Cosmeticians: you are also impacted by SCIP!


SCIP: what impact on cosmetic products?

An article is defined under REACH as "an object which during production is given a special shape, surface or design which determines its function to a greater degree than does its chemical composition". A cosmetic product, in the sense of the product used by the final consumer (cream, oil, balm or perfume), is therefore not an article. However, the product packaging is considered as an article. .

The Waste Treatment Directive requires companies supplying articles to notify their articles containing SVHC (Substances of Very High Concern) above 0.1% weight/weight on the European platform SCIP (Substances of Concern in Products) since January 5th.

Since cosmetic packagings are articles (indeed, the form of the packaging is more decisive for its function than its composition), manufacturers of cosmetic packagings, but also other players of the cosmetic industry, have to ensure that the SCIP notification has been carried out or that the article does not contain SVHC at more than 0.1% w/w. The traceability of SVHC substances in articles must be ensured throughout the supply chain. It is also important to note that recently, the information on the SCIP portal has been made public to help consumers make responsible consumer choices.

To make this notification, you must first determine whether your article contains SVHC at more than 0.1% weight by weight. This will require regular contact with your employers to collect certificates of compliance where applicable. If your article contains SVHCs, you will need to notify ECHA via the SCIP portal.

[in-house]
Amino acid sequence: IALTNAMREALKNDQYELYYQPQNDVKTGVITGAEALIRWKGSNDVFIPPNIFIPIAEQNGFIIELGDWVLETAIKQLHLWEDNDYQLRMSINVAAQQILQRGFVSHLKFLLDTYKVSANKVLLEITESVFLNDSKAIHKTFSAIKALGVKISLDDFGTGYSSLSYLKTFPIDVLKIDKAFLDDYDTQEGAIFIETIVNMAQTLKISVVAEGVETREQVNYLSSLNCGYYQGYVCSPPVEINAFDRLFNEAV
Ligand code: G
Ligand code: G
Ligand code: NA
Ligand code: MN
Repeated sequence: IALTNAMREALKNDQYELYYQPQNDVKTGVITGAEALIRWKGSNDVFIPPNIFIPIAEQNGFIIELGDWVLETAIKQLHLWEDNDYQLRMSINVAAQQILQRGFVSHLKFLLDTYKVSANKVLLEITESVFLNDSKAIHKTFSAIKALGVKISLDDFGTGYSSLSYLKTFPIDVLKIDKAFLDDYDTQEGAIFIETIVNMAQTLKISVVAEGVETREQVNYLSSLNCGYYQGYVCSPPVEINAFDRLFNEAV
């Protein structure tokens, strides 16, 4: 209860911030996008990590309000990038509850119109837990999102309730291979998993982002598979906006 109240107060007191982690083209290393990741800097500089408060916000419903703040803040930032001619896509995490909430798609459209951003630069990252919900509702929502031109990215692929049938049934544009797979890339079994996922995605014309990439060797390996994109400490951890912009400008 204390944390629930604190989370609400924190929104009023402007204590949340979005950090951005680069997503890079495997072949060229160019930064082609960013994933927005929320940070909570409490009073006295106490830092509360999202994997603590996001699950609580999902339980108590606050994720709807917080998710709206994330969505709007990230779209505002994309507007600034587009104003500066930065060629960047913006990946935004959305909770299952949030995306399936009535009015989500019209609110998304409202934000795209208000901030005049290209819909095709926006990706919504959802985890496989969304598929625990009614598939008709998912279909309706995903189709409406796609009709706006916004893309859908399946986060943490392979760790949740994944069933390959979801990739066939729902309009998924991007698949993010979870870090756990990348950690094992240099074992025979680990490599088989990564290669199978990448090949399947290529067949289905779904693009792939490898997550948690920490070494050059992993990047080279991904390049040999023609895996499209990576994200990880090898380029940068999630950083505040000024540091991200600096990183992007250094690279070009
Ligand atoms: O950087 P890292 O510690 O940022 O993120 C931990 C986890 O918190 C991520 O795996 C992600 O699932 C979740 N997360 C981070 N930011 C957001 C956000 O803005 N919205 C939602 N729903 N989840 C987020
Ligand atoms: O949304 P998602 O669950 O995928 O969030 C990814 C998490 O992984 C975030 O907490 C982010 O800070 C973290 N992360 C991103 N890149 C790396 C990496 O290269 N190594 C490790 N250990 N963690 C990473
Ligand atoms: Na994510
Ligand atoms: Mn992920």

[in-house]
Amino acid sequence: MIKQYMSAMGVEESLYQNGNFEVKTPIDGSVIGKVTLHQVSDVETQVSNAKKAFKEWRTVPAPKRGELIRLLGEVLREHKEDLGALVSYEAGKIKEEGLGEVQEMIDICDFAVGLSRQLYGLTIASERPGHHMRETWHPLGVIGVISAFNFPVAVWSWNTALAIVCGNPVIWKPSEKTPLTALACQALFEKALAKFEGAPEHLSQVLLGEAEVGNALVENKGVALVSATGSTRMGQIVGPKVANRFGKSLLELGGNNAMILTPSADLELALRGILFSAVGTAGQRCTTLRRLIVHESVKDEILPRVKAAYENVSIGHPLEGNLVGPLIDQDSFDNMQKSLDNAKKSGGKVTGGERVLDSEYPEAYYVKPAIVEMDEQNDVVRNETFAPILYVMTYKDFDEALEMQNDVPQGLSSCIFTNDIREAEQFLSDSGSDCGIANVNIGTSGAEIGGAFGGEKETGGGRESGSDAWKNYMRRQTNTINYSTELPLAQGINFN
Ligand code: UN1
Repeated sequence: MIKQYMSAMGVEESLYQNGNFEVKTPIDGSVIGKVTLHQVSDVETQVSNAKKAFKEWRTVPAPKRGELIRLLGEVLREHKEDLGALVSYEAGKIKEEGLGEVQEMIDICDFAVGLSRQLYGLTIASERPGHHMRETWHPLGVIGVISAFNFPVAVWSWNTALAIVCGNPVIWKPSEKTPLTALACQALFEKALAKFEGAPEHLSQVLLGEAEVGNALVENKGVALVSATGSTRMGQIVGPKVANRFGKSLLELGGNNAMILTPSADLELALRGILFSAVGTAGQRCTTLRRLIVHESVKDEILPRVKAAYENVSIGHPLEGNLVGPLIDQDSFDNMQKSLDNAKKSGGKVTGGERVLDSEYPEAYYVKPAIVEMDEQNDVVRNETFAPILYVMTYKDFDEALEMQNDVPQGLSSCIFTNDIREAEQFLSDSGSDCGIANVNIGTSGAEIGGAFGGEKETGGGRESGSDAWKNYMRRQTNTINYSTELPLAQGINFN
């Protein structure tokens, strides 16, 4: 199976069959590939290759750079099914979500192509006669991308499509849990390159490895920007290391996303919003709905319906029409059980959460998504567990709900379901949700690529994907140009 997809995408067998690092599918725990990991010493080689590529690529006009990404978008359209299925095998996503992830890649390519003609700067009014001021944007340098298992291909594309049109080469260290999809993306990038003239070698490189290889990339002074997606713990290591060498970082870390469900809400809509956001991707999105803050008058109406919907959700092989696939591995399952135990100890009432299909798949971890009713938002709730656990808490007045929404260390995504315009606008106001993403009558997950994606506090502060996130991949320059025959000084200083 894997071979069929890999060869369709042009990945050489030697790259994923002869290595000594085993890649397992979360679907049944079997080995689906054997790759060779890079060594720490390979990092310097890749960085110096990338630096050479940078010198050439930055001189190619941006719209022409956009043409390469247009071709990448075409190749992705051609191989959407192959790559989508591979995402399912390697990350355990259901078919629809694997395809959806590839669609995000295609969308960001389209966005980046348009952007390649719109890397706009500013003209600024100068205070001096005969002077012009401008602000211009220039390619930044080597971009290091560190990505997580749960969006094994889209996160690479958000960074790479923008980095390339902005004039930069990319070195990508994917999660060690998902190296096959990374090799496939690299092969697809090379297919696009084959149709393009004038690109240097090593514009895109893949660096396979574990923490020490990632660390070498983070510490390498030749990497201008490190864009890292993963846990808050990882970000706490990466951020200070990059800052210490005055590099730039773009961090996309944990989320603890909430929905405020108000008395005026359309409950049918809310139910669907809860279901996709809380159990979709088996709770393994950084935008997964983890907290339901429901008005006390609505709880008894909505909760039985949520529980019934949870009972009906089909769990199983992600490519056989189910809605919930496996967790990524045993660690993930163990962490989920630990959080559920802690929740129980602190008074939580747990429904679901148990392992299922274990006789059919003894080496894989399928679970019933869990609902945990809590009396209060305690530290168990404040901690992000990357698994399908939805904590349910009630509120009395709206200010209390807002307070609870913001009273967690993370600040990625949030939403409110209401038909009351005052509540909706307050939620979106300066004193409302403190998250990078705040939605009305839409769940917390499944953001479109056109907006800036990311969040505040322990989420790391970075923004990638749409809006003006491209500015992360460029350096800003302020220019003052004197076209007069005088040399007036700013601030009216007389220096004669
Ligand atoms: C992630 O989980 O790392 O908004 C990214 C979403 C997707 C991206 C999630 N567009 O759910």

To do this, you will need to fill in the database with:

  • Identification of your article,
  • The name, concentration and location of the SVHC substances present in the article,
  • Other information that allows for safe use, such as waste disposal.

SCIP and SVHCs: the regulatory context

The SCIP database has its origin in the 2008 Waste Framework Directive (2008/98/EC). SCIP is part of the objective to develop a circular economy in Europe.

The database allows the traceability of substances of very high concern in articles and complex articles, from their design to their transformation into waste. The objective is threefold:

  • reduce hazardous substances in waste,
  • encourage the substitution of these substances
  • ensure that these substances are not present in the recycled materials.

This database has recently been made public, and it also serves to encourage consumers to make choices with greater transparency.

It is also important to keep in mind that the SCIP notification must be updated in the following cases:

  • a change in the regulation that results in the mandatory submission of updated information, in particular when a substance in an article is included in the Candidate List
  • a change in the composition of a complex object, in terms of components and subcomponents incorporating articles as such containing substances on the Candidate List
  • a request from a Member State authority to submit additional information to a SCIP notification. For example, if the information submitted does not ensure compliance with the SCIP notification obligation
  • any change that the notifier considers relevant to update a SCIP notification on a voluntary basis. For example, if a substance on the Candidate List contained in an article has been replaced by a safer alternative

Do you want to know more about SCIP?

For more information, do not hesitate to contact Christian Freneuil or one of our experts !

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